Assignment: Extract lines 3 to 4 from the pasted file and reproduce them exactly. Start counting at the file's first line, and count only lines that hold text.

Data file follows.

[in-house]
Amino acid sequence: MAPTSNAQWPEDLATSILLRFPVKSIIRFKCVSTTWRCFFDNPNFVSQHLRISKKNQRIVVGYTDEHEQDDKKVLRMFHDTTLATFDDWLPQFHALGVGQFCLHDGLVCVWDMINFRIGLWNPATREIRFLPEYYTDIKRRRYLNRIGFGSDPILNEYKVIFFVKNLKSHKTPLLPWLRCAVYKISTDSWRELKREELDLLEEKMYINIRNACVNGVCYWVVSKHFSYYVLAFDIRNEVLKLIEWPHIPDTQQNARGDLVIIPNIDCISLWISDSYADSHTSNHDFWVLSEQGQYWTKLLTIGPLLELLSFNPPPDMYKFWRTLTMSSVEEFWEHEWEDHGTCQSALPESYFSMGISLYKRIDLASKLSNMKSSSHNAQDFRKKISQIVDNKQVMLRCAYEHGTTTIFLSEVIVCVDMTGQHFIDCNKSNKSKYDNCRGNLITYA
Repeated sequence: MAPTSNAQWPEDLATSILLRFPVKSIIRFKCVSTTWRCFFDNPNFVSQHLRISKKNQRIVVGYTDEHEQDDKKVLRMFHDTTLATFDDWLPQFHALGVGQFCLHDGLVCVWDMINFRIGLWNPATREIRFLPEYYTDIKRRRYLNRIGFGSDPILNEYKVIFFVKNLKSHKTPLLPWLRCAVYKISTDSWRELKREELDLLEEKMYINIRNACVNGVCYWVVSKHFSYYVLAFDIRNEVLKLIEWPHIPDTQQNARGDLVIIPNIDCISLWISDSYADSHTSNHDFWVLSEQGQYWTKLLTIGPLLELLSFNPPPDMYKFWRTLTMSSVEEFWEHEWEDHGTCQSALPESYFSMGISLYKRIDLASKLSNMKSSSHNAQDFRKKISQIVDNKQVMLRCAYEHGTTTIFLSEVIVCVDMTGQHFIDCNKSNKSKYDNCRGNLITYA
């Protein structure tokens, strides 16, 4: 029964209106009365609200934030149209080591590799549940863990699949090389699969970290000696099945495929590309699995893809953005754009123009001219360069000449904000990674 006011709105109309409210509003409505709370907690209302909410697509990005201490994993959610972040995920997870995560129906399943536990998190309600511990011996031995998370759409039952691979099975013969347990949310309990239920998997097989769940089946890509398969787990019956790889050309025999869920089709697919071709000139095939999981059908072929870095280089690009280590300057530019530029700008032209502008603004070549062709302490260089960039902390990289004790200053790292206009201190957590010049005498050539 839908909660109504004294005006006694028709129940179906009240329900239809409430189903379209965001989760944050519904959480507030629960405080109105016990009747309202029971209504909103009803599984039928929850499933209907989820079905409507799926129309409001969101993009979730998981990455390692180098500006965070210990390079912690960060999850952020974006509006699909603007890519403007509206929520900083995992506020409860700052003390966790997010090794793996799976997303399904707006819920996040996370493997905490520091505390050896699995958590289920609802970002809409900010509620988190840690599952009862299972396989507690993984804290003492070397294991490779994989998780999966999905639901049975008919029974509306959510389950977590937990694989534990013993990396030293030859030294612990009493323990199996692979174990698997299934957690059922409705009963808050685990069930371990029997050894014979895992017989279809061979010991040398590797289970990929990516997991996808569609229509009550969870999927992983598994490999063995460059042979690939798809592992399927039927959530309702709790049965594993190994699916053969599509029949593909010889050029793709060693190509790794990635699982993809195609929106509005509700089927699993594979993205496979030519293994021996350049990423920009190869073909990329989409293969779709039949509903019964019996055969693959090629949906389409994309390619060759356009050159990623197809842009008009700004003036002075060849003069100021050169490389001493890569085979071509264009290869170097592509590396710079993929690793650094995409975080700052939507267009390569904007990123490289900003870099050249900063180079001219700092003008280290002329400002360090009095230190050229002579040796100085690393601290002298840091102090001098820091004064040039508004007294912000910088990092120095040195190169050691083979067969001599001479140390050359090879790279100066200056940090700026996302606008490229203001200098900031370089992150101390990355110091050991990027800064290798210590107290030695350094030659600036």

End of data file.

Repeated sequence: MAPTSNAQWPEDLATSILLRFPVKSIIRFKCVSTTWRCFFDNPNFVSQHLRISKKNQRIVVGYTDEHEQDDKKVLRMFHDTTLATFDDWLPQFHALGVGQFCLHDGLVCVWDMINFRIGLWNPATREIRFLPEYYTDIKRRRYLNRIGFGSDPILNEYKVIFFVKNLKSHKTPLLPWLRCAVYKISTDSWRELKREELDLLEEKMYINIRNACVNGVCYWVVSKHFSYYVLAFDIRNEVLKLIEWPHIPDTQQNARGDLVIIPNIDCISLWISDSYADSHTSNHDFWVLSEQGQYWTKLLTIGPLLELLSFNPPPDMYKFWRTLTMSSVEEFWEHEWEDHGTCQSALPESYFSMGISLYKRIDLASKLSNMKSSSHNAQDFRKKISQIVDNKQVMLRCAYEHGTTTIFLSEVIVCVDMTGQHFIDCNKSNKSKYDNCRGNLITYA
């Protein structure tokens, strides 16, 4: 029964209106009365609200934030149209080591590799549940863990699949090389699969970290000696099945495929590309699995893809953005754009123009001219360069000449904000990674 006011709105109309409210509003409505709370907690209302909410697509990005201490994993959610972040995920997870995560129906399943536990998190309600511990011996031995998370759409039952691979099975013969347990949310309990239920998997097989769940089946890509398969787990019956790889050309025999869920089709697919071709000139095939999981059908072929870095280089690009280590300057530019530029700008032209502008603004070549062709302490260089960039902390990289004790200053790292206009201190957590010049005498050539 839908909660109504004294005006006694028709129940179906009240329900239809409430189903379209965001989760944050519904959480507030629960405080109105016990009747309202029971209504909103009803599984039928929850499933209907989820079905409507799926129309409001969101993009979730998981990455390692180098500006965070210990390079912690960060999850952020974006509006699909603007890519403007509206929520900083995992506020409860700052003390966790997010090794793996799976997303399904707006819920996040996370493997905490520091505390050896699995958590289920609802970002809409900010509620988190840690599952009862299972396989507690993984804290003492070397294991490779994989998780999966999905639901049975008919029974509306959510389950977590937990694989534990013993990396030293030859030294612990009493323990199996692979174990698997299934957690059922409705009963808050685990069930371990029997050894014979895992017989279809061979010991040398590797289970990929990516997991996808569609229509009550969870999927992983598994490999063995460059042979690939798809592992399927039927959530309702709790049965594993190994699916053969599509029949593909010889050029793709060693190509790794990635699982993809195609929106509005509700089927699993594979993205496979030519293994021996350049990423920009190869073909990329989409293969779709039949509903019964019996055969693959090629949906389409994309390619060759356009050159990623197809842009008009700004003036002075060849003069100021050169490389001493890569085979071509264009290869170097592509590396710079993929690793650094995409975080700052939507267009390569904007990123490289900003870099050249900063180079001219700092003008280290002329400002360090009095230190050229002579040796100085690393601290002298840091102090001098820091004064040039508004007294912000910088990092120095040195190169050691083979067969001599001479140390050359090879790279100066200056940090700026996302606008490229203001200098900031370089992150101390990355110091050991990027800064290798210590107290030695350094030659600036």